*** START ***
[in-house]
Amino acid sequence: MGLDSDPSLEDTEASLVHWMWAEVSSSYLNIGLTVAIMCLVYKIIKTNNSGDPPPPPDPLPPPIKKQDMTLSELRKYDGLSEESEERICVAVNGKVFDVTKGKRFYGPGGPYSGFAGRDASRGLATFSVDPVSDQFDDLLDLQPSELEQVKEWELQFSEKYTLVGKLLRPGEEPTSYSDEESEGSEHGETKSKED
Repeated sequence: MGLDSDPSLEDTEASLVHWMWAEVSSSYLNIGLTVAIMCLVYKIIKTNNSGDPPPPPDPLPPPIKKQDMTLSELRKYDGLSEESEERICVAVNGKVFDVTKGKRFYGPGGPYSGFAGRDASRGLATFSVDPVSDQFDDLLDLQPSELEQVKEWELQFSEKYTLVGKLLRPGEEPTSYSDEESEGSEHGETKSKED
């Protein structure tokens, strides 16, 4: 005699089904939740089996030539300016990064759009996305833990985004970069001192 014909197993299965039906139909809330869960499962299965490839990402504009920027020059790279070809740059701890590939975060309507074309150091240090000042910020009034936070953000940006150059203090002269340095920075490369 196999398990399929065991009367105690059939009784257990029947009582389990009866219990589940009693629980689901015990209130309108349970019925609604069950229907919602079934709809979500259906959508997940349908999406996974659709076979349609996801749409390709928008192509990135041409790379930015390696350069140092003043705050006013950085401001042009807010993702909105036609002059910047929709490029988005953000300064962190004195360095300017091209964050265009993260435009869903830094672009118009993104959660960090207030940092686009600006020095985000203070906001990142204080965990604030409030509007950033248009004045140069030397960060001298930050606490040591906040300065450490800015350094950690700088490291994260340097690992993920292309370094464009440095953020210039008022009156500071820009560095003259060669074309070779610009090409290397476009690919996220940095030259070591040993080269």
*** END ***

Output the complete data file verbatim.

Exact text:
[in-house]
Amino acid sequence: MGLDSDPSLEDTEASLVHWMWAEVSSSYLNIGLTVAIMCLVYKIIKTNNSGDPPPPPDPLPPPIKKQDMTLSELRKYDGLSEESEERICVAVNGKVFDVTKGKRFYGPGGPYSGFAGRDASRGLATFSVDPVSDQFDDLLDLQPSELEQVKEWELQFSEKYTLVGKLLRPGEEPTSYSDEESEGSEHGETKSKED
Repeated sequence: MGLDSDPSLEDTEASLVHWMWAEVSSSYLNIGLTVAIMCLVYKIIKTNNSGDPPPPPDPLPPPIKKQDMTLSELRKYDGLSEESEERICVAVNGKVFDVTKGKRFYGPGGPYSGFAGRDASRGLATFSVDPVSDQFDDLLDLQPSELEQVKEWELQFSEKYTLVGKLLRPGEEPTSYSDEESEGSEHGETKSKED
């Protein structure tokens, strides 16, 4: 005699089904939740089996030539300016990064759009996305833990985004970069001192 014909197993299965039906139909809330869960499962299965490839990402504009920027020059790279070809740059701890590939975060309507074309150091240090000042910020009034936070953000940006150059203090002269340095920075490369 196999398990399929065991009367105690059939009784257990029947009582389990009866219990589940009693629980689901015990209130309108349970019925609604069950229907919602079934709809979500259906959508997940349908999406996974659709076979349609996801749409390709928008192509990135041409790379930015390696350069140092003043705050006013950085401001042009807010993702909105036609002059910047929709490029988005953000300064962190004195360095300017091209964050265009993260435009869903830094672009118009993104959660960090207030940092686009600006020095985000203070906001990142204080965990604030409030509007950033248009004045140069030397960060001298930050606490040591906040300065450490800015350094950690700088490291994260340097690992993920292309370094464009440095953020210039008022009156500071820009560095003259060669074309070779610009090409290397476009690919996220940095030259070591040993080269």